I read a short piece by David Lat in Above The Law which quoted an in-house lawyer (who touted paralegals as cheaper and more productive than associates):

“Associates who are two or three years out of law school are lovely people, and their mothers are very proud of them, but they’re not terribly helpful to me.”

Nope, “not terribly helpful” to partners, nor terribly efficient for clients, who must pay bloated salaries to lawyers who train on the client’s dime.

Call it “The Iron Law of Biglaw“:  a mess of contradictions and inefficiency.

  1. More partner profits (which can never, ever be compromised) = more associate billable hours.
  2. More associate billable hours = paying higher associate salaries.
  3. Paying higher associate salaries = associates scrambling for client work to justify the salaries (as clients push back and keep more matters in house), even if it means re-researching, re-doing, revising, and re-working — all paid by the client.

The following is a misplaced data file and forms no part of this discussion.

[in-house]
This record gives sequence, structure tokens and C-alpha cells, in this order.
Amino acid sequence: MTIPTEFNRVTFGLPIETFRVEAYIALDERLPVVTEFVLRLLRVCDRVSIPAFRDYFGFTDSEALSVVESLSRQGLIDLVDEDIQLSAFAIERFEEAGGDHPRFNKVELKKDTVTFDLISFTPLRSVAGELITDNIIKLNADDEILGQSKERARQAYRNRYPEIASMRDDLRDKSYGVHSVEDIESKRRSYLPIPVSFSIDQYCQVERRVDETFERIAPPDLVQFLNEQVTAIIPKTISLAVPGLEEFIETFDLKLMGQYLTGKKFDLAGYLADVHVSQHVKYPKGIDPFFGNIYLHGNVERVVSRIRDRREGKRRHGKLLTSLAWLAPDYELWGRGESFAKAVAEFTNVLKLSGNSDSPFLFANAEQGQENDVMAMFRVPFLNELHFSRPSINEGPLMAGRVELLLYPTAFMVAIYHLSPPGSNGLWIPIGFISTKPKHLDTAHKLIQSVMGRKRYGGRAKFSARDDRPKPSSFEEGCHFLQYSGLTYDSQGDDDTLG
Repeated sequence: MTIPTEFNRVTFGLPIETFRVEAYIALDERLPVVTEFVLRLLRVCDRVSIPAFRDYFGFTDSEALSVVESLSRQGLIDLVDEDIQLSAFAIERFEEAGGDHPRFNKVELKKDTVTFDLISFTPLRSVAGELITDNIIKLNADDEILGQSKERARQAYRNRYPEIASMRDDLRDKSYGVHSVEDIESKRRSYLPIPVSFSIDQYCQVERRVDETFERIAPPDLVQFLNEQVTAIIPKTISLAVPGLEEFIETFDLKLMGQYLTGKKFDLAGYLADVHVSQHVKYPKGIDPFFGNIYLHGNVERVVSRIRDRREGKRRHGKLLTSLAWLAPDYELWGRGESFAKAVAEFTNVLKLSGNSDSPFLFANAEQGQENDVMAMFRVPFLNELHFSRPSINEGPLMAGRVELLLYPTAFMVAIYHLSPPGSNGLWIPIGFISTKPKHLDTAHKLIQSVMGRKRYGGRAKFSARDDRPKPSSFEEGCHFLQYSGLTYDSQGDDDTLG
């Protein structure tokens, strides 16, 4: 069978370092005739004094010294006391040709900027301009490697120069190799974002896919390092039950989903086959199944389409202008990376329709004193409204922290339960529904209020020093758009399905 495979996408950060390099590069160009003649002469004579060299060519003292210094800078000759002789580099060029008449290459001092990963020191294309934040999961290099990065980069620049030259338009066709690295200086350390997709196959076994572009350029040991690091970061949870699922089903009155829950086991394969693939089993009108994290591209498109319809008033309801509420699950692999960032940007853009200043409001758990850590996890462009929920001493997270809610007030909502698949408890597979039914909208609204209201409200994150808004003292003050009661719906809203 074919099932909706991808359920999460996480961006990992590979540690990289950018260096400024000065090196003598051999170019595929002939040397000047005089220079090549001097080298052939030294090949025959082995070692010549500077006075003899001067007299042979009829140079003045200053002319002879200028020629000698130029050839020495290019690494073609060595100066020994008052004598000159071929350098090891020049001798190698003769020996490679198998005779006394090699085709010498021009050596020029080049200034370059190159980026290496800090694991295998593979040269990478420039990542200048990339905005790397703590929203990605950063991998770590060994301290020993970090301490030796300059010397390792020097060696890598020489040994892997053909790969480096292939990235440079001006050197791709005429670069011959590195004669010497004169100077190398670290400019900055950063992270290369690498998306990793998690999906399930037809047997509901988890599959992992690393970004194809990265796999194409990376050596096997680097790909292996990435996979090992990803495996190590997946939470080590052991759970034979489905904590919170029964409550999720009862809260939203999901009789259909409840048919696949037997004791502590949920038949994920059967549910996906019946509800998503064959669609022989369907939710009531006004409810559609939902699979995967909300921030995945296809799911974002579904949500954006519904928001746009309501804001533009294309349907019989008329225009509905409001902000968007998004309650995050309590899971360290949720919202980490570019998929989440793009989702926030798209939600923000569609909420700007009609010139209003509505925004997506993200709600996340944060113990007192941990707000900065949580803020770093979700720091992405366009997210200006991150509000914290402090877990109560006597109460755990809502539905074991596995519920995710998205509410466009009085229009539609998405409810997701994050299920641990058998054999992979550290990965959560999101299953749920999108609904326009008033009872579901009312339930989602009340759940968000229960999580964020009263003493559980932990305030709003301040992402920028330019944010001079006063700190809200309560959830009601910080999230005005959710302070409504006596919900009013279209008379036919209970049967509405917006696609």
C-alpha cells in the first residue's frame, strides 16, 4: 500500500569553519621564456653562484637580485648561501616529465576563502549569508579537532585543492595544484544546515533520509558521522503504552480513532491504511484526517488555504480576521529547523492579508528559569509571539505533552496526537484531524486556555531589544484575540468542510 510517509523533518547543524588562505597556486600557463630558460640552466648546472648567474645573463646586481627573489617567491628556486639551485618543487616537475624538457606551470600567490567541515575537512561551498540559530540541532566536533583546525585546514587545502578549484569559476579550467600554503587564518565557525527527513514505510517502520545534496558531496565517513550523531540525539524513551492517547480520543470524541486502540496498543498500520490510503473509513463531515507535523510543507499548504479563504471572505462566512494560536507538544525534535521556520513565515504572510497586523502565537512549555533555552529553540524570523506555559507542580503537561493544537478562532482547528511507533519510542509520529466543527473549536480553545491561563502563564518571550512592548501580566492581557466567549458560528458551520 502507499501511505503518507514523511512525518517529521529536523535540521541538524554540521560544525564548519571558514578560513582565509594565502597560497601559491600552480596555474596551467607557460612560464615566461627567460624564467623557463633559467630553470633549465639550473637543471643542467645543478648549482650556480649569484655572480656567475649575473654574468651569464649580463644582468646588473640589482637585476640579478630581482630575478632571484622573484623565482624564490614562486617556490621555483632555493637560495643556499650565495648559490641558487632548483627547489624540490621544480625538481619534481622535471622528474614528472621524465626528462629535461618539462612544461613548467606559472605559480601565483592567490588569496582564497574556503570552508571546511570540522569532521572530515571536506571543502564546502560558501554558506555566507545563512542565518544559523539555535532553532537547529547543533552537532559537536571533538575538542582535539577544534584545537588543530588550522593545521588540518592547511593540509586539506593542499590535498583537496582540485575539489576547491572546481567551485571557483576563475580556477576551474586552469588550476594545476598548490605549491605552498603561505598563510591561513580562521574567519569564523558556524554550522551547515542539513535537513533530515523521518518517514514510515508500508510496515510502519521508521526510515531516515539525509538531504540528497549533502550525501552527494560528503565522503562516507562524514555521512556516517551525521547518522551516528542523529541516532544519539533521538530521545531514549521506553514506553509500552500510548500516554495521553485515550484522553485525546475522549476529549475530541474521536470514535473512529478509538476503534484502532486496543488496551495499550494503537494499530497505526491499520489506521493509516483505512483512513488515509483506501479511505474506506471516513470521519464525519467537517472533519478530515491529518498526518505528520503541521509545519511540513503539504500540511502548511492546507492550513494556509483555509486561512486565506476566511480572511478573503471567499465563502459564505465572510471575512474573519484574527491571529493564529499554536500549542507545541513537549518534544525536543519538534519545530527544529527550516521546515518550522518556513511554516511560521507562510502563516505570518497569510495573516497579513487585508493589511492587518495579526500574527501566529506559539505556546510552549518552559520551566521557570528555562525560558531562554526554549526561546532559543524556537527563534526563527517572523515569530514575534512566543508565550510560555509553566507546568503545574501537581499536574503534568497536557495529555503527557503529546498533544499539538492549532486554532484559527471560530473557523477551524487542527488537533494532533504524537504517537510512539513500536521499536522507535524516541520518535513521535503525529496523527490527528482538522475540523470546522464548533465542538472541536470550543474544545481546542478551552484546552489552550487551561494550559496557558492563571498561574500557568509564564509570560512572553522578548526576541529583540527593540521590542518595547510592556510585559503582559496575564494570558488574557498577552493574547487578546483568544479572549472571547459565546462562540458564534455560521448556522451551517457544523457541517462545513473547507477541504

4. Higher associate salaries = clients paying higher hourly rates.
  5. Clients paying higher hourly rates = disgruntled clients who push back and take work away from Biglaw.
  6. Taking work away from Biglaw = Biglaw charge clients higher rates to sustain its profits.
  7. Clients being forced to pay more for less = clients searching for an alternative.

Note that mid-sized firms are forced to follow suit.

As Christine Simmons noted in the New York Law Journal recently, as mid-sized law firms are debating “whether to follow the lead of their larger brethren on associate salary increases, they also have to decide if rate increases will foot those bills, potentially eating away at a rate gap that often attracts clients to the smaller firms.”